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Vivre à Lignan-de-Bordeaux

History of Lignan-de-Bordeaux

The occupation of the territory of Lignan-de-Bordeaux in the Paleolithic is attested by the discovery of numerous remains in the village of the village and in its hamlets. Remains from the Roman period have also been found. It was in the Middle Ages that the surrounding monasteries were built. The Sainte-Eulalie church, built between the 12th and 13th centuries, has a strong influence throughout the region. Its surroundings served as a necropolis until the 15th century. The local lords share the exploitation of the grain mills, vineyards and forests. It was during the Revolution that the parish of Sainte-Eulalie became a municipality of Lignan-de-Créon. In the 19th century, several stone quarries were exploited in the territory of Lignan. The town is connected to Bordeaux by the railway for the transport of stones. The old quarries have since been rehabilitated into mushroom farms. When the phylloxera crisis ruined wine estates at the start of the 20th century, wealthy merchant Bertrin saved the village by investing in breeding, creating a racehorse stud and replanting 110 hectares of vineyard. Lignan-de-Bordeaux thus experienced its golden age in the 1930s.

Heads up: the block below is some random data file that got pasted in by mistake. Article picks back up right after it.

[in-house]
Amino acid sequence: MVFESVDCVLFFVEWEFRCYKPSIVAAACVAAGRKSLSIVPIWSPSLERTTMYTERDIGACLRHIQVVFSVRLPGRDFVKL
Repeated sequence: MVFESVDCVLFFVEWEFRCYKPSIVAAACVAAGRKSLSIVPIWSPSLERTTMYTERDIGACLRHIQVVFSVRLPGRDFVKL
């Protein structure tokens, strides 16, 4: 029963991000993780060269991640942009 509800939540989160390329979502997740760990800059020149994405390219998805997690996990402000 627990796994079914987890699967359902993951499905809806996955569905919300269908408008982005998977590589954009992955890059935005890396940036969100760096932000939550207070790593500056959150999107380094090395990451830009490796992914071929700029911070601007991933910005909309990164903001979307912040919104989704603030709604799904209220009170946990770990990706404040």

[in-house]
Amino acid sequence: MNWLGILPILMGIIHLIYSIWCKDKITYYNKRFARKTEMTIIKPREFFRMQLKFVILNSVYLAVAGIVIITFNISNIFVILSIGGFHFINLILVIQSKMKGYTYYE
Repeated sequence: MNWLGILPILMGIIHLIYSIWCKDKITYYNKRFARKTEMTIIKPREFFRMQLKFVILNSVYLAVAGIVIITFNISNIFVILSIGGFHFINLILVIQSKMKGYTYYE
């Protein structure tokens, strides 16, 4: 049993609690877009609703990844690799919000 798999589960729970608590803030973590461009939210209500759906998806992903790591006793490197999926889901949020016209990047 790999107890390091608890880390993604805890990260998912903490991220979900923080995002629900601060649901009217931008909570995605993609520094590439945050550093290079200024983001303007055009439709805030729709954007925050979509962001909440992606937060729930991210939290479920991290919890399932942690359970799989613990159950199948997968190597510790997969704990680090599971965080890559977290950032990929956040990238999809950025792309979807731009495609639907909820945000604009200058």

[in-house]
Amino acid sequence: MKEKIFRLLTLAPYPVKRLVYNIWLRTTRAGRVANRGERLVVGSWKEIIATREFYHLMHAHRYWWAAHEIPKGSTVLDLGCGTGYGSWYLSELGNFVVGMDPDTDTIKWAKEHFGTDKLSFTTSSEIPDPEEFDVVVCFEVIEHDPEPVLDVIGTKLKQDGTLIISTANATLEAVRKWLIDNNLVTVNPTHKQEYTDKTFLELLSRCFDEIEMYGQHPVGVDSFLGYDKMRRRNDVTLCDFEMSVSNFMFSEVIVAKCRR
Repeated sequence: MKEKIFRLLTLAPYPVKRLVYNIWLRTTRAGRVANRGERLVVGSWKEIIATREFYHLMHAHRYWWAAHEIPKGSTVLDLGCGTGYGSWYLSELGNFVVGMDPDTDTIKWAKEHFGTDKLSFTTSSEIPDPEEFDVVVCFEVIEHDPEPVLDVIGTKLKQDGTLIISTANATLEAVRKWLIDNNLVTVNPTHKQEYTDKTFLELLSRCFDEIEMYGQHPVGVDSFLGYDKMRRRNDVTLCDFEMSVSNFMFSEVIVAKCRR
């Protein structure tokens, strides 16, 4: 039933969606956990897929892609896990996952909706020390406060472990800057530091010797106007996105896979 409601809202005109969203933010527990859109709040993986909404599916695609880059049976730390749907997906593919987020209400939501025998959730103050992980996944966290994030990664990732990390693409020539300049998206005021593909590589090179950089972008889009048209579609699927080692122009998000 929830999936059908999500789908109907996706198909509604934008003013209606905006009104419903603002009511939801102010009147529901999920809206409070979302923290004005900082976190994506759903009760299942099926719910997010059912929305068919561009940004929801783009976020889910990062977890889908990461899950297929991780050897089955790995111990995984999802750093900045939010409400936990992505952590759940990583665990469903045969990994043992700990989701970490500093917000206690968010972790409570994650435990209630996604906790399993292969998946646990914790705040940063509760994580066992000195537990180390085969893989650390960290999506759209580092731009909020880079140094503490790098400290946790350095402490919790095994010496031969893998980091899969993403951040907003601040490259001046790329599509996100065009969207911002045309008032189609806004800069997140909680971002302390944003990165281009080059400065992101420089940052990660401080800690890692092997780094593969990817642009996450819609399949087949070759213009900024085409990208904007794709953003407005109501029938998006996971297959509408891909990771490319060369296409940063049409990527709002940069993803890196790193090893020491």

The essentials of Lignan-de-Bordeaux

Municipality of the Entre-deux-Mers circuit, Lignan-de-Bordeaux extends its territory on the slopes of the right bank of the Garonne. The village has developed in the welcoming valley of the Pimpine stream. Its heritage is made up of precious testimonies of human life on the territory since time immemorial. The town thus has a prehistoric shelter, 11th century tombs, a 12th century Romanesque church and castles whose construction periods span between the 16th and 19th centuries: the 16th century Islefort castle, the castle de la Ligne built in the 17th century and remodeled in the 18th century, the castles of Puyguérin and Seguin built in the middle of the 19th century. The town also houses a museum which presents magnificent collections of mineralogy, fossils and prehistoric and antique furniture. Part of the museum is also devoted to the modern era, with an unusual collection of vintage curiosities.

Living in Lignan-de-Bordeaux

15 km south-east of the center of Bordeaux, Lignan offers a bucolic setting and real village life to families in search of tranquility and space. The village is less than 20 minutes by car from Stalingrad Square and Saint-Jean train station. The first can be reached simply by the platforms on the right bank, while the road to Lignan leads to the François-Mitterrand bridge to cross the Garonne towards the station. Lignan school welcomes children from kindergarten to CM2. A school bus service is provided to take secondary school students to Latresne school, 6 km away. Local associative life is dynamic, in the sector of culture as well as sports and solidarity. Among the small shops that bring life to the village, we appreciate the bar-restaurant of the Bistrot de la Pimpine as well as the L’Amour du Livre bookstore and record store.